Bar chairman defends lawyers' right to pre-court drink

PUBLISHED : Friday, 13 August, 2004, 12:00am
UPDATED : Friday, 13 August, 2004, 12:00am

The chairman of the Bar Association last night defended the right of lawyers to drink before courtroom appearances - as long as it did not affect their performance.


Edward Chan King-sang's comments came after a 'heated' meeting of the association's Bar Council executive over the antics of barrister Roderick Murray.


The association has yet to have a 'responsive' conversation with Mr Murray since his disruptive appearance in court on Monday and now fears for his well-being.


'As far as I know there is not a Bar Association where such rules exist,' Mr Chan said when asked whether regulation over the consumption of alcohol was needed.


'There was a very famous barrister, who eventually became a judge and is no longer living ... some people say he performed much better after drinking.


'The feeling is shared by many people. Therefore we would not say barristers must refrain from drinking before appearing in court. The important principle should be that your performance must not be affected [by alcohol], and ... your conduct must not breach our codes because of drinking.'


The association has launched preliminary investigations into the actions of Mr Murray and wants to talk to him after he forced the temporary halt of a District Court hearing on Monday afternoon.


Mr Murray's in-court mumblings, gestures and interruptions followed a lunchtime drinking session. After the case ended he spoke of the 'bull**** you hear in court'.


The Director of Public Prosecutions later apologised to Judge Chua Fi-lan, who is considering lodging a formal complaint.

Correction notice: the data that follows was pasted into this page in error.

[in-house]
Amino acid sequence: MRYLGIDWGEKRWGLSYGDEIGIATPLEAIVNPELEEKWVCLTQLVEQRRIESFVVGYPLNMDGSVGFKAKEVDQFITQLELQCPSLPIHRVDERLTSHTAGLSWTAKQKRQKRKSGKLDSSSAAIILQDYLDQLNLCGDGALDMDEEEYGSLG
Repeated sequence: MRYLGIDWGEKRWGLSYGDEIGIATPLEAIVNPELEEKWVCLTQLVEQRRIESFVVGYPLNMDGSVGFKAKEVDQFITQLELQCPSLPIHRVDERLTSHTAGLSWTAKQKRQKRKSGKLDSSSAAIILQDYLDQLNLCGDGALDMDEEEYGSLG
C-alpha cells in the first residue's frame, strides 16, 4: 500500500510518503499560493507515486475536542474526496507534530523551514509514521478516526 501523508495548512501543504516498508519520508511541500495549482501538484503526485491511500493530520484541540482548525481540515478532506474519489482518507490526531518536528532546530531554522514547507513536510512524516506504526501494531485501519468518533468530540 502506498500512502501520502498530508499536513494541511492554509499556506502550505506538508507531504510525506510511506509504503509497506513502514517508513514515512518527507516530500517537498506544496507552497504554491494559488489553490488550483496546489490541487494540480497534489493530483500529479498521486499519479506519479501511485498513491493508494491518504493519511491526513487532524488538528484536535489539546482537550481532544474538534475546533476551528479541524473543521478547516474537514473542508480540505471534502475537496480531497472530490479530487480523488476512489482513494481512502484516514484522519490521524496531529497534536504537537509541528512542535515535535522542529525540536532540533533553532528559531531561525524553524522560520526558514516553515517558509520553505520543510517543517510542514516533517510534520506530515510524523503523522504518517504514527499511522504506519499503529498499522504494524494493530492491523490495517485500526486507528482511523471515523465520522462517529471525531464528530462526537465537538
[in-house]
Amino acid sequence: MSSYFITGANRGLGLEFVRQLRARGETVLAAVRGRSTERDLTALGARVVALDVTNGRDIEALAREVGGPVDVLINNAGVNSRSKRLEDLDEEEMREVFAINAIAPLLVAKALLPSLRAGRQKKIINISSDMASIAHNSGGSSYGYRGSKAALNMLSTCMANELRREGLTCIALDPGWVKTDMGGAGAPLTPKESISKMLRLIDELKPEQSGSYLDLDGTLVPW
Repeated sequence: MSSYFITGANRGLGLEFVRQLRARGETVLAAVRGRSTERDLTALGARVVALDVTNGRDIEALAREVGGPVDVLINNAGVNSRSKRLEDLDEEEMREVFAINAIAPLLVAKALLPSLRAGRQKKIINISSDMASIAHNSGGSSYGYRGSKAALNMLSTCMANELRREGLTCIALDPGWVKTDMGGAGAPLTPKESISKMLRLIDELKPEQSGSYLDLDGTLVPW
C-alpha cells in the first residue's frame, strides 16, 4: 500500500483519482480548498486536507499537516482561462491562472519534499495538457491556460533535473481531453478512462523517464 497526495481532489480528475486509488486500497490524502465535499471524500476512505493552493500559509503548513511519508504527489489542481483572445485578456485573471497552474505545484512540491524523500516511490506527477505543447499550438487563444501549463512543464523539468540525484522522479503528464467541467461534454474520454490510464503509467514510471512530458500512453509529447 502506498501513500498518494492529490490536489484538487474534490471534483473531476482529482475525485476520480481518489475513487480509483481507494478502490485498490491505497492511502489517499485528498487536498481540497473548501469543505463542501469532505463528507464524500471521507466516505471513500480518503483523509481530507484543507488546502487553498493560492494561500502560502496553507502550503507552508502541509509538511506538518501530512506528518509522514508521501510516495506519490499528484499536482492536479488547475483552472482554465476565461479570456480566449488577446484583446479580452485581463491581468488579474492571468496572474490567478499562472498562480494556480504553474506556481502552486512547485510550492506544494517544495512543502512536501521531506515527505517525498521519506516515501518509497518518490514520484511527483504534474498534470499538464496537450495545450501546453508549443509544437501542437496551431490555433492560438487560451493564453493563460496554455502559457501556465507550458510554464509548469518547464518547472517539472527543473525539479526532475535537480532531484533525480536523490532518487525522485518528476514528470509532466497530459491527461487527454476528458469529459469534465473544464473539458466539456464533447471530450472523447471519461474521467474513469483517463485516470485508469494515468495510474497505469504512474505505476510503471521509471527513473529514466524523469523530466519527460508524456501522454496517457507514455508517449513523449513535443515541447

The association has yet to decide on formal disciplinary proceedings. At its most severe, it could mean disbarment after a tribunal trial, Mr Chan said.


'We failed to have a conversation where he was responsive, but we would still try to give him a chance to respond [to our questions],' he said of the group's attempts at communication with Mr Murray through the week.


The South China Morning Post found him drinking after several sleepless nights in the Discovery Bay plaza on Tuesday afternoon. Many of his peers now have fears for his health.


The Bar will soon send a letter to Mr Murray to which he will have seven days to reply.


The association also stressed last night that it was keen to help Mr Murray with any problems. He has never been punished for professional misconduct.


'We are very concerned about whether he needs any help,' Mr Chan said. 'On the other hand, you can only help people who allow themselves to be helped. And at this moment also we are very much concerned as to his general well-being, being a member of our profession.'


There had been one formal, anonymous complaint filed against Mr Murray, Mr Chan said. But no further details about the complaint were given.


 
 
 

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